I think it is unfair that you didn't include answers to the exercises in the book.
After spending money on a book, I would expect to have the answers
(which to me make the book complete) included. Second, the fact
that I can't
buy the answers on your website is really frustrating. I don't
imagine it would
take very long for you or one of your cohorts to put the answers
I've gotten a couple of comments like this, and I felt it would be worth
to address the issue.
First, you're right about the delay. It took me almost 1.5 years to
started on the solution guide (for the 2nd edition; the third
also ended up being a very big job), and that's far too long. It would have been much
better to have had it available when the book came out, but that
delayed the book (background sounds of publishers gnashing teeth).
then, I seem to have a plate full and have also been
procrastinating because it
looked like a big job.
I certainly apologize for the delay. I've only started to get good
up with exercises in the last couple of years. Inventing good
exercises is hard
enough, but now I'm learning about solutions. I'm sure I'll get
better at this
To address the last sentence of the question, it has turned out to
very big job, about 2.5 months of work. It's like
writing another, albeit smaller, book. In print, it looks like
it would end up being over 400 pages. So no, it's not a trivial
The number of pages explains why it isn't part of the book. As it
was trying to cut the book down and the publisher was squealing
about the size.
Adding over 400 pages wouldn't have flown -- the book would have
So one option would be to publish a separate solution guide, which
almost certainly cost you more than what it will cost via the web,
and I suspect
you wouldn't prefer that. I think the electronic version is the
if there's a big enough demand for a separate printed book I'll
but right now I don't think it would be justified.
There's often an illusion about how much an author gets for the
book that you buy.
For a US author, if the book is sold in the US, roughly half the
cover price goes to the
bookseller, the other half goes to the publisher. Of the amount
that goes to the publisher,
roughly 10% of that goes to the author -- if the book ever pays
back its advance, which
the great majority of books don't. If the book is published outside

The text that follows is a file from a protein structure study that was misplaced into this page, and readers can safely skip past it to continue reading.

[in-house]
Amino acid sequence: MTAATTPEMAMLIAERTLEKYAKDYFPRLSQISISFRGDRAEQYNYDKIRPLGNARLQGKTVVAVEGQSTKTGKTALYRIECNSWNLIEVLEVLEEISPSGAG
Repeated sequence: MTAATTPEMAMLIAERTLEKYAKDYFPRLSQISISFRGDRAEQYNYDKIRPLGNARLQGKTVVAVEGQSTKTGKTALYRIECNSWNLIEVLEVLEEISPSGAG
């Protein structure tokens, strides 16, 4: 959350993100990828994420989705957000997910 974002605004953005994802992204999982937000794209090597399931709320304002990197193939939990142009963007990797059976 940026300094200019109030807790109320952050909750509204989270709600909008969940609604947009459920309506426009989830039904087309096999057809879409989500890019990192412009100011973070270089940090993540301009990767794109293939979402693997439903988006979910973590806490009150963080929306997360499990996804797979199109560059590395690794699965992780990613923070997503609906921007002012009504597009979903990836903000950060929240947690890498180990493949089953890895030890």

of the US, then the foreign
rights have typically been sold for a flat fee (usually not a very
impressive amount, since
foreign publishing is very risky), and there's no connection with
the amount you pay and any
royalties paid to the author. I point out all of this so that you
can be aware of the incentives
(or lack thereof) involved in creating and maintaining a separate
solution guide. As it turns out, it has
taken a long time for the time and money I've put into the solution
guide to begin to pay for itself.
I agree, everything should be available to everyone for free, like
in that "Star Trek Next Generation" episode
where they go back in time to San Francsico and see Guinan and
Data's head and bring Mark Twain onto the ship and
explain to him how they don't need money anymore and that everyone
just tries to fulfill their potential. Someday that may happen, but
in the meantime I feel pretty good about giving away more than the
majority of computer book authors
and publishers. I hear from people all over the world in countries
where it's too expensive to buy books, about how they
are able to learn from the free electronic books whereas otherwise
they wouldn't be able to.
I work very hard to produce quality work, and to go the
extra mile to provide explanations, and supplements, yes, and
exercises that you don't get other places, and it is wearying to
hear "but you should give me this for free, too!" The fact that
you don't have to buy the book at all seems to me to be a
nice gift, so if you must have it in convenient
print form because "you could never read it on screen," then
remember that what you're primarily paying for is exactly that
convenience, and the paper, printing, and distribution that is
required for it.
Finally, I decided to look and see how many books (1) Even had
(2) Included solutions. My Java shelf includes a lot of books, and
rid of the ones that aren't so good, so I think I have pretty good
the better Java books. I found only several that even had
exercises. Then I decided to
look back at the C++ books. The most popular two C++ books were
Stroustrup's The C++ Programming Language and Stan Lippman's
Primer. Both had exercises (these are the only ones I found
besides my own C++ book), but neither had solutions. In fact, both
solution guide books written by separate authors (supporting my
it's a big job), each costing 30$.
So according to my bookshelf, it doesn't appear to be so unusual
solutions are a separate item from the book. What does
appear unusual is
to have exercises at all. So if you still feel it's unfair to have
without exercise solutions, then look at the alternative, which
you'll find in
most books: no exercises at all.